Bottom Line: Ninety-seven compounds were selected for in vitro testing, and 11 of these were found to have EC50 < 10 μM.We have demonstrated how combining chemoinformatics and bioinformatics for T. cruzi drug discovery can bring interesting in vivo active molecules to light that may have been overlooked.The approach we have taken is broadly applicable to other NTDs.

View Article: PubMed Central - PubMed

Affiliation: Collaborative Drug Discovery, Burlingame, California, United States of America; Collaborations in Chemistry, Fuquay-Varina, North Carolina, United States of America.

ABSTRACT

Background: Chagas disease is a neglected tropical disease (NTD) caused by the eukaryotic parasite Trypanosoma cruzi. The current clinical and preclinical pipeline for T. cruzi is extremely sparse and lacks drug target diversity.

Methodology/principal findings: In the present study we developed a computational approach that utilized data from several public whole-cell, phenotypic high throughput screens that have been completed for T. cruzi by the Broad Institute, including a single screen of over 300,000 molecules in the search for chemical probes as part of the NIH Molecular Libraries program. We have also compiled and curated relevant biological and chemical compound screening data including (i) compounds and biological activity data from the literature, (ii) high throughput screening datasets, and (iii) predicted metabolites of T. cruzi metabolic pathways. This information was used to help us identify compounds and their potential targets. We have constructed a Pathway Genome Data Base for T. cruzi. In addition, we have developed Bayesian machine learning models that were used to virtually screen libraries of compounds. Ninety-seven compounds were selected for in vitro testing, and 11 of these were found to have EC50 < 10 μM. We progressed five compounds to an in vivo mouse efficacy model of Chagas disease and validated that the machine learning model could identify in vitro active compounds not in the training set, as well as known positive controls. The antimalarial pyronaridine possessed 85.2% efficacy in the acute Chagas mouse model. We have also proposed potential targets (for future verification) for this compound based on structural similarity to known compounds with targets in T. cruzi.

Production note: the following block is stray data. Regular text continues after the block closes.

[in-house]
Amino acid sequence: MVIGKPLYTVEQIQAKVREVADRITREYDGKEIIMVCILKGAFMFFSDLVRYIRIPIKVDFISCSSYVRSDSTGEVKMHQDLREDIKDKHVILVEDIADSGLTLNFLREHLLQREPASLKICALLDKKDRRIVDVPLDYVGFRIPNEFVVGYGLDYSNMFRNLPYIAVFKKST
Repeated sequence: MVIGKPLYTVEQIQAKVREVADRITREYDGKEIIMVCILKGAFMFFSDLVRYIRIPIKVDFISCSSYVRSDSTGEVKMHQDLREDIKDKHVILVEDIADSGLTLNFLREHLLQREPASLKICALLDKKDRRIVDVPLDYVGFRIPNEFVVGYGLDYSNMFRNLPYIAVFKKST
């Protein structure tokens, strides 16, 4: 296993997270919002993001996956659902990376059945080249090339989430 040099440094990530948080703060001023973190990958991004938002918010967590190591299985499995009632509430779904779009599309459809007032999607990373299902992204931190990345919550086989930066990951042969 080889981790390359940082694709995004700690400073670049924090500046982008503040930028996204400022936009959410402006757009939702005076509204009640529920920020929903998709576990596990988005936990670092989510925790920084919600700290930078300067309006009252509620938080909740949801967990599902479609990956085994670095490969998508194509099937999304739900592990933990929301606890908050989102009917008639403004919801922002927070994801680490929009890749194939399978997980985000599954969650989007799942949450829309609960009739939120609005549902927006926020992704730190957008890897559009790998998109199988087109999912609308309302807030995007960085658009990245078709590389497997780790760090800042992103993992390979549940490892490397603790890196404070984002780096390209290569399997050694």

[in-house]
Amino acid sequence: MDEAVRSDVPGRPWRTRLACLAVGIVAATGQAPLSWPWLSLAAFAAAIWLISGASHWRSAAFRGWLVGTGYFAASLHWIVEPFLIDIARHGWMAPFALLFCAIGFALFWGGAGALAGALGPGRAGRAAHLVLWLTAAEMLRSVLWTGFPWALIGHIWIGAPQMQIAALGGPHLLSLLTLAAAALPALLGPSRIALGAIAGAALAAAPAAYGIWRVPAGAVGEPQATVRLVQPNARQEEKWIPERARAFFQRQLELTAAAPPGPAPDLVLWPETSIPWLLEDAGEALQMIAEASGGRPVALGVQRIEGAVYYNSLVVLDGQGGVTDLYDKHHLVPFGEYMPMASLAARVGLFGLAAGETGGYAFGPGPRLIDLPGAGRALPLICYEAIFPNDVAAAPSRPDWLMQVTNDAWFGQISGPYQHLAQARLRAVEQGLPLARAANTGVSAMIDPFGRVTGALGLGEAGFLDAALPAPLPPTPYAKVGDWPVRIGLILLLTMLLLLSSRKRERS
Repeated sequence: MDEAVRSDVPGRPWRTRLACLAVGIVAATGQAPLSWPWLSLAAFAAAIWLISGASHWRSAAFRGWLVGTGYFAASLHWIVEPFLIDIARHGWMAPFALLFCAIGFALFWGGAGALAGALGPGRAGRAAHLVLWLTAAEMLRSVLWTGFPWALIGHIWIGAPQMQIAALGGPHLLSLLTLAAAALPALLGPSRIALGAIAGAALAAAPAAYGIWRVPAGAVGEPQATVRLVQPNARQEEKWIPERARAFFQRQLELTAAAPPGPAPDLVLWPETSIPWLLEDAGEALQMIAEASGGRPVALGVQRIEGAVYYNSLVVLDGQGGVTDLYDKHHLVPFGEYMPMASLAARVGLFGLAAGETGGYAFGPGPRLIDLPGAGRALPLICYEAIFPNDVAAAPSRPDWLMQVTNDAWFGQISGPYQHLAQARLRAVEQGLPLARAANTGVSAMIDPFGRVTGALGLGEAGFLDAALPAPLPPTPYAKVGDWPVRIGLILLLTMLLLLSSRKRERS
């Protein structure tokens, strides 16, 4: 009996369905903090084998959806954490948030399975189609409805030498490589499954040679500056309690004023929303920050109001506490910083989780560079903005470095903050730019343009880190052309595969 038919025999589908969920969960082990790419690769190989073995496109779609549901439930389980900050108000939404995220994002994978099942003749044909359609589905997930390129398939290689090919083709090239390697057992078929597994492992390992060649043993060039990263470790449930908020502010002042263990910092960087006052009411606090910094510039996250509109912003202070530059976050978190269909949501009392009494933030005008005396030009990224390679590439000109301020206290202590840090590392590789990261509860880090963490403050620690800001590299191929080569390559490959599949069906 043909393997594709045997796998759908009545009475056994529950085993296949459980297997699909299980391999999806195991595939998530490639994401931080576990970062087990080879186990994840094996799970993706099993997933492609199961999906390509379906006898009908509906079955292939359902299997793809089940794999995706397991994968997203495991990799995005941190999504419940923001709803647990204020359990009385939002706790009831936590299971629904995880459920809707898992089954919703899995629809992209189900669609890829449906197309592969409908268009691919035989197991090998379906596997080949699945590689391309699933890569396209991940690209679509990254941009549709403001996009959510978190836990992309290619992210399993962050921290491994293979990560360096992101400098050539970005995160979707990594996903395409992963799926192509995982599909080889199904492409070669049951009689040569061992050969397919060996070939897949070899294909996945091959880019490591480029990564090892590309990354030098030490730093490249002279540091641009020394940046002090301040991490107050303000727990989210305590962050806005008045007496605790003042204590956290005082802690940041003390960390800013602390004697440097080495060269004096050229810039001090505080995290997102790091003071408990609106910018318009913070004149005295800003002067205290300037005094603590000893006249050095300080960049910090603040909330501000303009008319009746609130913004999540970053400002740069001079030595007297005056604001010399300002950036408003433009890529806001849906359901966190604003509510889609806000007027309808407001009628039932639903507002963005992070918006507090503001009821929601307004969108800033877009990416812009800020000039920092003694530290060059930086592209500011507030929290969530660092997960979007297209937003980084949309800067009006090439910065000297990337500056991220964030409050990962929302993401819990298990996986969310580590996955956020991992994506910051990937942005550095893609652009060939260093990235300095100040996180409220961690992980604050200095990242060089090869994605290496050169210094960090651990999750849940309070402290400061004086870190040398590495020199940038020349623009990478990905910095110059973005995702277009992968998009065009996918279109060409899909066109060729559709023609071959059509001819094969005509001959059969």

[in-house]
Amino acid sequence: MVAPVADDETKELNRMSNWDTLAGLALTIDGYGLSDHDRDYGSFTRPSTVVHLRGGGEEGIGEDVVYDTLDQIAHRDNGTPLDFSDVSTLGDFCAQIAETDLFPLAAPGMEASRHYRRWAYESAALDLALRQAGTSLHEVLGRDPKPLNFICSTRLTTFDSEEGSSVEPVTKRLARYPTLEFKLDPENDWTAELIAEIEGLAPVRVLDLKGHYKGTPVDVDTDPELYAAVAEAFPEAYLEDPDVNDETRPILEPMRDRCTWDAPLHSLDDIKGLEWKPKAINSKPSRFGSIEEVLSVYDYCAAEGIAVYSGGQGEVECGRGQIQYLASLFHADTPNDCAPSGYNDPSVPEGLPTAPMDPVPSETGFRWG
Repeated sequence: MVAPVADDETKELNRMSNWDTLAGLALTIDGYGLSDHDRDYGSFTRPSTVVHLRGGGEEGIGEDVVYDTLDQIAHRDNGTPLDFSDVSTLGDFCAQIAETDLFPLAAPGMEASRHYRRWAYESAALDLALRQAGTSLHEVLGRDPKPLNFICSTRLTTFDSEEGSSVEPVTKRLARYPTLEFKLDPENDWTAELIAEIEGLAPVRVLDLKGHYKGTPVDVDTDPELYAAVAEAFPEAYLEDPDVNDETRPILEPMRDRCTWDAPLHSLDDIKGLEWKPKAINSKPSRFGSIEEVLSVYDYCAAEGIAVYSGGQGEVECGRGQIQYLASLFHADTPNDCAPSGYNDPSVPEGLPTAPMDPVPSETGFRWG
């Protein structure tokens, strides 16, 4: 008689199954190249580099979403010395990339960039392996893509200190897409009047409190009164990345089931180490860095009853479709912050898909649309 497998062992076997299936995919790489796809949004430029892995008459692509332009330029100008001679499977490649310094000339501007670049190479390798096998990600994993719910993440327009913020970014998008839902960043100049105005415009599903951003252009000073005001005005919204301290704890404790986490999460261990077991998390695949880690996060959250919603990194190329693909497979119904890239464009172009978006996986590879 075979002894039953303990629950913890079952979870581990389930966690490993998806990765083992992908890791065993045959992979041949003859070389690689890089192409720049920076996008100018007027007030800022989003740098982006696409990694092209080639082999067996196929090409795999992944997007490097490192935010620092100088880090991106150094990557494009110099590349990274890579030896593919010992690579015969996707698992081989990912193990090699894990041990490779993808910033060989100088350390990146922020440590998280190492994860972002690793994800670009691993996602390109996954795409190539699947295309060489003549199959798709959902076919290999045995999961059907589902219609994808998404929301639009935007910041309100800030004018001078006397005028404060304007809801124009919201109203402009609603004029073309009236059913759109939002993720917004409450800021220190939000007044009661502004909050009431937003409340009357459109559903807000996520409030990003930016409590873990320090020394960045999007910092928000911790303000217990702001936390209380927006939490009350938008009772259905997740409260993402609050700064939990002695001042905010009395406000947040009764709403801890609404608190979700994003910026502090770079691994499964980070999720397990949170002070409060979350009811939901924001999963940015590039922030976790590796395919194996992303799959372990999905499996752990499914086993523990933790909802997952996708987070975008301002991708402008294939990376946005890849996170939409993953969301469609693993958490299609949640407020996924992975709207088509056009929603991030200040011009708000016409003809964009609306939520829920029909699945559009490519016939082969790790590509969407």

Conclusions/ significance: We have demonstrated how combining chemoinformatics and bioinformatics for T. cruzi drug discovery can bring interesting in vivo active molecules to light that may have been overlooked. The approach we have taken is broadly applicable to other NTDs.

No MeSH data available.


Related in: MedlinePlus